Jerry Peck, Construction / Litigation Consultant
    Construction Litigation Consultants, LLC ( www.ConstructionLitigationConsultants.com )
    www.AskCodeMan.com

  3. #3
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    Default Re: Bedroom Egress

    Thanks JP...


  4. #4
    erika krieger's Avatar
    erika krieger Guest

    Default Re: Bedroom Egress

    The Property Maintenance Code, which is retroactive, states:

    §PM702.4 Emergency escape openings. Required emergency escape openings shall be maintained in accordance with the code in effect at the time of construction, and the following. Required emergency escape and rescue openings shall be operational from the inside of the room without the use of keys or tools. Bars, grilles, grates or similar devices are permitted to be placed over emergency escape and rescue openings, provided the minimum net clear opening size complies with the code that was in effect at the time of construction and such devices shall be releasable or removable from the inside without the use of a key, tool or force greater than that which is required for normal operation of the escape and rescue opening.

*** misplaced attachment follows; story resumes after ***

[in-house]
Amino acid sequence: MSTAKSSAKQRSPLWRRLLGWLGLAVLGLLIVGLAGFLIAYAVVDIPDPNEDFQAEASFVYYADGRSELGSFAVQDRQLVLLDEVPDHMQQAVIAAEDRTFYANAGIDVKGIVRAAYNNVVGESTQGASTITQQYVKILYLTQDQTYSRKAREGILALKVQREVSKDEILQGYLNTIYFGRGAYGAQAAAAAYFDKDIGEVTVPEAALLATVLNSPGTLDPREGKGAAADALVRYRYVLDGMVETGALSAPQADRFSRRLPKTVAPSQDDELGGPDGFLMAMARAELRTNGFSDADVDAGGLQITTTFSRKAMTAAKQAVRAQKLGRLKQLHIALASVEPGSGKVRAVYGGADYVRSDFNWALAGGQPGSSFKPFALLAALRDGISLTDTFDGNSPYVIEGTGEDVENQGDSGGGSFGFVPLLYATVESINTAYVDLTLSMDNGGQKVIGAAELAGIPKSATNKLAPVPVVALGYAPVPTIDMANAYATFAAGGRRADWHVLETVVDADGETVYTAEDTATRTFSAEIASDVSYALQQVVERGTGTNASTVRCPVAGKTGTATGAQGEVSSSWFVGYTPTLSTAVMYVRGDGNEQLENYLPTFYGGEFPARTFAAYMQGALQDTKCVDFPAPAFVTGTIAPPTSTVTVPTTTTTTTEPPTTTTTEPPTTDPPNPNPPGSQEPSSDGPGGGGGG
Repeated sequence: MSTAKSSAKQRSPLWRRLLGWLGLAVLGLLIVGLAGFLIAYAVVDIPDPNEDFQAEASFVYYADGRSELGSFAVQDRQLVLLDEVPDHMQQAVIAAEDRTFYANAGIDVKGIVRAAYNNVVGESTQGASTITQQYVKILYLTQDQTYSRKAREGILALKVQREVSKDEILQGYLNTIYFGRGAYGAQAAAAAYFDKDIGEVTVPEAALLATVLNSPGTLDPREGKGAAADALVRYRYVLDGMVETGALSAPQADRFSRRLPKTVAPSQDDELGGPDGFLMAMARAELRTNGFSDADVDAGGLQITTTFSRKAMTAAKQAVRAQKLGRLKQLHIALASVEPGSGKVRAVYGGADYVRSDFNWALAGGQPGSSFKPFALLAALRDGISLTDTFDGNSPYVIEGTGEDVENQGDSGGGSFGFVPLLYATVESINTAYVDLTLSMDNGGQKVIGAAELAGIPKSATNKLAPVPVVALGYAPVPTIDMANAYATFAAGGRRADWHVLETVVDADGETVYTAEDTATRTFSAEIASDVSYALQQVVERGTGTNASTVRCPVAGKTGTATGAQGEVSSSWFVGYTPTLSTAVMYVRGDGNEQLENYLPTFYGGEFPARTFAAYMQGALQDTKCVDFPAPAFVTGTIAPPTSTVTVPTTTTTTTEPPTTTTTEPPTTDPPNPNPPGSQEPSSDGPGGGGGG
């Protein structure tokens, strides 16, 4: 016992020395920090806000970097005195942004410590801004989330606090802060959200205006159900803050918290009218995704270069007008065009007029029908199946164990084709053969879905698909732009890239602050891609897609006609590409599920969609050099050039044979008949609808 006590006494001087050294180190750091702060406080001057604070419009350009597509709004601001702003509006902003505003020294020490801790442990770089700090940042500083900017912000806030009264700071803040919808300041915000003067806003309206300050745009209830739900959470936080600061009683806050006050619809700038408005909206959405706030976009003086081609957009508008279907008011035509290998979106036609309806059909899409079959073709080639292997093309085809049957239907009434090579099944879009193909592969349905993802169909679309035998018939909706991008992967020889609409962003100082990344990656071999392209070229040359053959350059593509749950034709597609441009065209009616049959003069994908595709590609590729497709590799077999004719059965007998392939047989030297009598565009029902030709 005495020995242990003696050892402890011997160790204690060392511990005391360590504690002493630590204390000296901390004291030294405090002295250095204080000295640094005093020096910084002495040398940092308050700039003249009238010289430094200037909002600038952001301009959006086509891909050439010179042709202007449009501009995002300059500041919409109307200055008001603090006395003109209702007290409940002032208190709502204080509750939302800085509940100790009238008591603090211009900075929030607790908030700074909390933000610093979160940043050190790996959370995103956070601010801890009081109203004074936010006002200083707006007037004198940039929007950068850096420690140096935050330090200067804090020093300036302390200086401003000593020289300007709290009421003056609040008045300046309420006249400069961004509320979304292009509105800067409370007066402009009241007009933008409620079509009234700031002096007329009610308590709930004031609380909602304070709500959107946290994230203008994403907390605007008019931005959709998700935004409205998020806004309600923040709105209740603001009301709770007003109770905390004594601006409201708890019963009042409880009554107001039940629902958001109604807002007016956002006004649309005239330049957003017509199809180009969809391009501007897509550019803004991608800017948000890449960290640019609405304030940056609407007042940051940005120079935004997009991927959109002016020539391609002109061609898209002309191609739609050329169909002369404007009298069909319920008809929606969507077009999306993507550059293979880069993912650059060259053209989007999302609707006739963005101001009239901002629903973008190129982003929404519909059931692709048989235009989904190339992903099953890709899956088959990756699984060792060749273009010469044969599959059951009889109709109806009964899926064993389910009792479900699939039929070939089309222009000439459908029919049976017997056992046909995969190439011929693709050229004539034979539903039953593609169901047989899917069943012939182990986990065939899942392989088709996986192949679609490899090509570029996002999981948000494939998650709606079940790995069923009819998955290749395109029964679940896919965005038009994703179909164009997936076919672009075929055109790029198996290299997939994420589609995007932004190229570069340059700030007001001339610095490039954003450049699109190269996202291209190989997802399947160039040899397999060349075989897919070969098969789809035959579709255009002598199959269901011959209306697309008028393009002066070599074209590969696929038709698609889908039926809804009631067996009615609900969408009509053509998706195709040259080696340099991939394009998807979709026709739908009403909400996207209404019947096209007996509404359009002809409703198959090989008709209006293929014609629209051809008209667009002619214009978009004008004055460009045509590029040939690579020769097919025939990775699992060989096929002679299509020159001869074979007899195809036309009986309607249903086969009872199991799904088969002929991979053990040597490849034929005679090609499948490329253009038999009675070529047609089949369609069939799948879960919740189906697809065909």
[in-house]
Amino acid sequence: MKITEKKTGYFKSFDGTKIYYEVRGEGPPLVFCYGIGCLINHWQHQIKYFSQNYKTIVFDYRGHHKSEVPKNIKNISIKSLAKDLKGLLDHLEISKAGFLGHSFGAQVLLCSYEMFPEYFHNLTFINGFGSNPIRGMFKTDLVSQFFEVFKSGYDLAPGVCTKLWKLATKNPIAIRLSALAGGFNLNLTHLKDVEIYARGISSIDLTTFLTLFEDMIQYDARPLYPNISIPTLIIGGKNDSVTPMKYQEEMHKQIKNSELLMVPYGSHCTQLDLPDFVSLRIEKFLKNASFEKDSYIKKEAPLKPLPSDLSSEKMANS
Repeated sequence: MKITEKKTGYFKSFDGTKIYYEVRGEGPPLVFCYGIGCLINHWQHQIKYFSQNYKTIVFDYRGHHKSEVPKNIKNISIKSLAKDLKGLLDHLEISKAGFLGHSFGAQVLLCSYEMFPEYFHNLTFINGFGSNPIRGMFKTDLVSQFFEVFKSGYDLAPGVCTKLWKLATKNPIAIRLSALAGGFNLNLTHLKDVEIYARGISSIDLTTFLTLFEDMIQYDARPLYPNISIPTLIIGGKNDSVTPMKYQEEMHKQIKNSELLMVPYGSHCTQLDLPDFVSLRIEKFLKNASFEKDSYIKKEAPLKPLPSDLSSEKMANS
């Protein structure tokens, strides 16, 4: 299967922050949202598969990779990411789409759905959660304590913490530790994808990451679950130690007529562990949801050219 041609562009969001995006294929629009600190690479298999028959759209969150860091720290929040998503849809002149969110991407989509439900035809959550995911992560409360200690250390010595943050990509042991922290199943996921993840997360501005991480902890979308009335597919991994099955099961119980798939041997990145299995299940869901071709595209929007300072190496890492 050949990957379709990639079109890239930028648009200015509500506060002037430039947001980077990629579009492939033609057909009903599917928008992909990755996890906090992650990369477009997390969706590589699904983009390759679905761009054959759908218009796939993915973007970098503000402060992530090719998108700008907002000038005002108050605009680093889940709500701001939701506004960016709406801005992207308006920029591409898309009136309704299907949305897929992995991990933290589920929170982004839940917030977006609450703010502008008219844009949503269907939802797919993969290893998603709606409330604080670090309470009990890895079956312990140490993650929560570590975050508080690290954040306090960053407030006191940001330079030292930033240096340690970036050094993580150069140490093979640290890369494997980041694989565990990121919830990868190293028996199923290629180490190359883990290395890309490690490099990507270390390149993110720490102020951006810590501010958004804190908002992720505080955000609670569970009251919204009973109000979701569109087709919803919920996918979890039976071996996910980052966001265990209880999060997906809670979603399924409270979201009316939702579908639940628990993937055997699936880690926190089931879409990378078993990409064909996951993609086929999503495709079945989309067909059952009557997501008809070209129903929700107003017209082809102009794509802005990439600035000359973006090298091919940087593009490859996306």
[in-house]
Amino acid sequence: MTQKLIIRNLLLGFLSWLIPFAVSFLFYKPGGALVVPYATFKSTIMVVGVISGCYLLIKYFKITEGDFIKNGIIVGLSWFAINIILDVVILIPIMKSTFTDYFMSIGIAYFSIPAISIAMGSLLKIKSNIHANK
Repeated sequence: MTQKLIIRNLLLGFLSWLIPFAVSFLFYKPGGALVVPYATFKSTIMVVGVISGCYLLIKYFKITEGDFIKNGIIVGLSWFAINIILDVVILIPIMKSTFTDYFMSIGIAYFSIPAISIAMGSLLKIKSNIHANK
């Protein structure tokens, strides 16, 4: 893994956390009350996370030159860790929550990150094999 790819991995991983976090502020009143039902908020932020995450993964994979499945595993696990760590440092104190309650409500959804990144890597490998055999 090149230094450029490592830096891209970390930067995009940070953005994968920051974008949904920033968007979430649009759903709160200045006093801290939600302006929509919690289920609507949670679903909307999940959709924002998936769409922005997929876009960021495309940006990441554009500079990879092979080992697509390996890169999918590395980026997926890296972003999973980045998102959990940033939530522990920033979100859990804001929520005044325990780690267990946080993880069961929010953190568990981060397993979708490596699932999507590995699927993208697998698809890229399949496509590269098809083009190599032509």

For example, here in NY, that could be anywhere from 0 to 5 SF to 4 SF to 5.7 SF, depending on the date of construction and jurisdiction. But regardless of size, the window needs to be operational....



  5. #5
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    Default Re: Bedroom Egress

    How much smaller were the windows?

    Is it possible they were OK when the house was built.

    Very often I find windows too small for today's EE&R requirements. If the house was an older one, I would include the following:

    Bedroom windows are not large enough for today's fire emergency escape & rescue standards (At least 1 window per bedroom must have a minimum opening that is 24" high and 20" wide with a net opening of at least 5.7 square feet, or 5.0 Square feet if on 1st floor level). This means if a window opening is 24 inches high, it must be 34 1/2 inches wide to meet the 5.7 sq ft. While they probably met standards when the house was constructed, you should consider upgrading to meet today's safety requirements. Now, to make things more confusing, the NJ Re-hab code allows you to replace these windows with the same exact size windows; however, you cannot make them any smaller, and if you make them larger then the existing size, they then must meet the above mentioned requirements.

    Darren www.aboutthehouseinspections.com
    'Whizzing & pasting & pooting through the day (Ronnie helping Kenny helping burn his poots away!) (FZ)